The student-run news site of Le Moyne College.

The Dolphin

The student-run news site of Le Moyne College.

The Dolphin

The student-run news site of Le Moyne College.

The Dolphin

Navigating College Stress: Effective Strategies and Le Moyne Resources for Student Well-being
Mai Aljanabi, Staff Writer • September 27, 2023

College life presents unique challenges and stressors for students, impacting their mental well-being and overall success. This article delves...

via The Huntington
Persistence Into Brilliance: Le Moyne Graduate and Actor Makes Major Mark
Kamilla Shahzad, Staff Writer • September 26, 2023

In the world of theater, Le Moyne College graduate John Douglas Thompson is known to possess an exceptional ability to captivate audiences, effortlessly...

Le Moyne Alum and MLB Star Josiah Gray Nominated for Roberto Clemente Award
Michael Scalise, Staff Writer • September 25, 2023

Here at Le Moyne, the phrase “Greatness meets Goodness” is at the very foundation by which the school stands, and it is safe to say that...

Career Advising & Development at Le Moyne
Career Advising & Development at Le Moyne
Carly Nicolai, Editor in Chief • September 18, 2023

“What do you want to do with your degree?” It’s a question many college students have heard before, whether it comes from friends and...

Growing Sunshine-Colored Flowers: Remembering Father Bosch
Growing Sunshine-Colored Flowers: Remembering Father Bosch
Stephanie R. Duscher, Staff Writer • September 16, 2023

Many Le Moyne students have likely walked by the lovely gardens outside the Jesuit Residence–a beautiful touch of color amidst the many cloudy...

David Voorhees: The Architect of Computer Science at Le Moyne

Voorhees takes part in a news writing class forum with Timothy Lee, Le Moyne Vice President of Enrollment.

When David Voorhees was first hired in the fall of 1999 as part of the mathematics department at Le Moyne College, he was also asked to be the only full-time computer science instructor on the campus.
Almost 25 years later, computer science is not only its own department but also covers fields such as cyber security and software, applications and systems development. Most important, it is preparing students for jobs in a field that is as important and influential as any discipline in the nation.
Yet, after serving the Le Moyne community for more than two decades, Voorhees – now chair of the computer science department – recently decided to retire from the department he created. But this is no typical retirement. Voorhees has impacted the lives of many students that have sat in his classes and still revere him.
“He envelopes the Jesuit ideal of ‘cura pursonalis,’or education of the whole person,” said George Lebrun, a rising senior and computer science major who studied under Voorhees for three years.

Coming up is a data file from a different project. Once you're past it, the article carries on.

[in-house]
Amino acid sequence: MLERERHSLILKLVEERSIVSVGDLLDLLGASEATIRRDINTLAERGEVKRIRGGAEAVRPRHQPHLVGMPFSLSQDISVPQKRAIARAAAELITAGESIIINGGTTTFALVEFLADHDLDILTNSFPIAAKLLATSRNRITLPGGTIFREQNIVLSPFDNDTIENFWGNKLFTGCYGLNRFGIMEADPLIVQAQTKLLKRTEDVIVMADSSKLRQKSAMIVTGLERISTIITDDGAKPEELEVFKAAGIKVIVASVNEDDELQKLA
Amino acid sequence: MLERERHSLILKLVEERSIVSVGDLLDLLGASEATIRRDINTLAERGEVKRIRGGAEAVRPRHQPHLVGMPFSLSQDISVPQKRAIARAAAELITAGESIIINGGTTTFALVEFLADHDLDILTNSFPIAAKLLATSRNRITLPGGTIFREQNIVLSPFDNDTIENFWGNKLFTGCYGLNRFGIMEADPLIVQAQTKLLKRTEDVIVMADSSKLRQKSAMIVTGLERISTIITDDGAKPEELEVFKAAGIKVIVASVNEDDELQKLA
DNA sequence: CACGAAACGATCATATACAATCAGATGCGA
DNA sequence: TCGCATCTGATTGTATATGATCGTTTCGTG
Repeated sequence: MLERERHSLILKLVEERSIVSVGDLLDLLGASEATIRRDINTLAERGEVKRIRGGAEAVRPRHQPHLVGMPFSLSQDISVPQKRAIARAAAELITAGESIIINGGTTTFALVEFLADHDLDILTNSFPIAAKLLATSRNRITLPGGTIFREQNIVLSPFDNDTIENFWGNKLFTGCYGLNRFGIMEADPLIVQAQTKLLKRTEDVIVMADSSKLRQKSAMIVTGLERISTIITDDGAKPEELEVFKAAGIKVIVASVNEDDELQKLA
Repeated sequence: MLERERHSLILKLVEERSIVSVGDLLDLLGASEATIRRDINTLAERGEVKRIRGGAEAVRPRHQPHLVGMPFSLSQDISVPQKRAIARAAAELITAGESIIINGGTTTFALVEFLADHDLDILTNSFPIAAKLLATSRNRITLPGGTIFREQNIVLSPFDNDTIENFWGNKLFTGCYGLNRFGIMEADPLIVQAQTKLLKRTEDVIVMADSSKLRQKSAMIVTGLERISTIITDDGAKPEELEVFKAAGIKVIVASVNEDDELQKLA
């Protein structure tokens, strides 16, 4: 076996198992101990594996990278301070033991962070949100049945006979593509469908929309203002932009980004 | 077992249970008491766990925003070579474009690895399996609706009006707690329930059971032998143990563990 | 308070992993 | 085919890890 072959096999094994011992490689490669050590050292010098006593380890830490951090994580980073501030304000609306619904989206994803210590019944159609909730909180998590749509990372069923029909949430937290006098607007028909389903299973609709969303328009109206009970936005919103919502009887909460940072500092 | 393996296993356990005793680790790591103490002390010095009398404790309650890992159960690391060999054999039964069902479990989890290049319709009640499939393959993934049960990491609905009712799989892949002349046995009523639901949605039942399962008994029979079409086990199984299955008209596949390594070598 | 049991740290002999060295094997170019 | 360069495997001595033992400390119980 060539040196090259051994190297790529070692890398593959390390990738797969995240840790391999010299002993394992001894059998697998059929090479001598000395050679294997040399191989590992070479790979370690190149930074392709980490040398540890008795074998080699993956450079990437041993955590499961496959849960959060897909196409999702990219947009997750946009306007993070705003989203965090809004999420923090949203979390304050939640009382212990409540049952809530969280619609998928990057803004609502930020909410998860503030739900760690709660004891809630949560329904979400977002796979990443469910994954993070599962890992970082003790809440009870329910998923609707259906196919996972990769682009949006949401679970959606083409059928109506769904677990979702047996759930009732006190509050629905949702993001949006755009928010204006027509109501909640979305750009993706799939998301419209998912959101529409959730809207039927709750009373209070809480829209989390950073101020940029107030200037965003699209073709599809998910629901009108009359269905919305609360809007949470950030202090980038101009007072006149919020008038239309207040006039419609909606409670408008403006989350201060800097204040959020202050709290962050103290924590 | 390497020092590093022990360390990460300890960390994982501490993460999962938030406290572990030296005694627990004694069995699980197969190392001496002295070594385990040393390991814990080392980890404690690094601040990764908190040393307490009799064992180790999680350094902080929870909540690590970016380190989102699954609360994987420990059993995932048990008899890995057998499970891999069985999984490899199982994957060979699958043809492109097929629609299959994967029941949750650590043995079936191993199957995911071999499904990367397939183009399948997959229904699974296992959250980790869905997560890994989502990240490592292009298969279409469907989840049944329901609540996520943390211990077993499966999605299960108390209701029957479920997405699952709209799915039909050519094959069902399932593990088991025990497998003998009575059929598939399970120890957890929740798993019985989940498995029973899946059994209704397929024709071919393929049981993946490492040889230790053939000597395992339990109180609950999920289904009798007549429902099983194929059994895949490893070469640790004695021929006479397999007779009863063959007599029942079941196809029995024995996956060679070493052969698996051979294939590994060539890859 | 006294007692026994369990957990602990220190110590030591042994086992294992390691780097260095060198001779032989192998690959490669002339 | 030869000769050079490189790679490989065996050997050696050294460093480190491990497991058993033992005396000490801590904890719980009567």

Declan Rapp, a Le Moyne alumnus who works in the computer industry, credits Voorhees with life-changing importance. “He’s an absolutely phenomenal professor and a great resource for any questions you might have about professions, computer science, CS theory and application!”
Voorhees, 65, started working for the college after answering an ad in the local newspaper. He was turned down on his first application, but in a change of heart that his advocates would say is the smartest thing Le Moyne ever did, the college contacted him again a few months later, asking if he was still interested.
He was, and he took the job. A couple years later, he started a remote learning program to earn his PhD from Nova Southeastern University while he continued teaching at Le Moyne. He said he took that step because he wanted to continue to teach, and he knew the advanced degree would allow him to stay in that position.
Over his years at Le Moyne, Voorhees slowly developed the computer science program into what it is today. It includes such aspects as cyber security and has branched into planning, as well as involving other college departments that interact with everyday users.
His legacy is extensive: From getting more classes related to computer science to getting an approved major and minor alongside more faculty to eventually forming a new department in step with profound advances in national technology.
Most important, Voorhees has affected the lives of many people who have taken his classes and he has left students with lasting impressions not only of the subject, but also of himself as a teacher.
Lebrun, for instance, speaks of how Voorhees recently drove several students to a coding competition.
“He woke up at probably around 6 a.m. to pick up us from campus,” Lebrun said. “I personally don’t know a lot of professors who would do that for us; therefore, I shouldn’t have to explain his dedication to the art of CS.”
During a recent presentation on the arrival of Micron – a computer chip giant – in Central New York, Voorhees said he is ready to retire. “Simply ready to move on to the next adventure,” he wrote in a recent email, but he also said he returns the same affection for staff and students he’s feeling as he leaves.
While he said he is excited about the potential impact of Micron on the region, he has a particularly important reason for retiring:
“I’ve got four grandkids,” Voorhees said.

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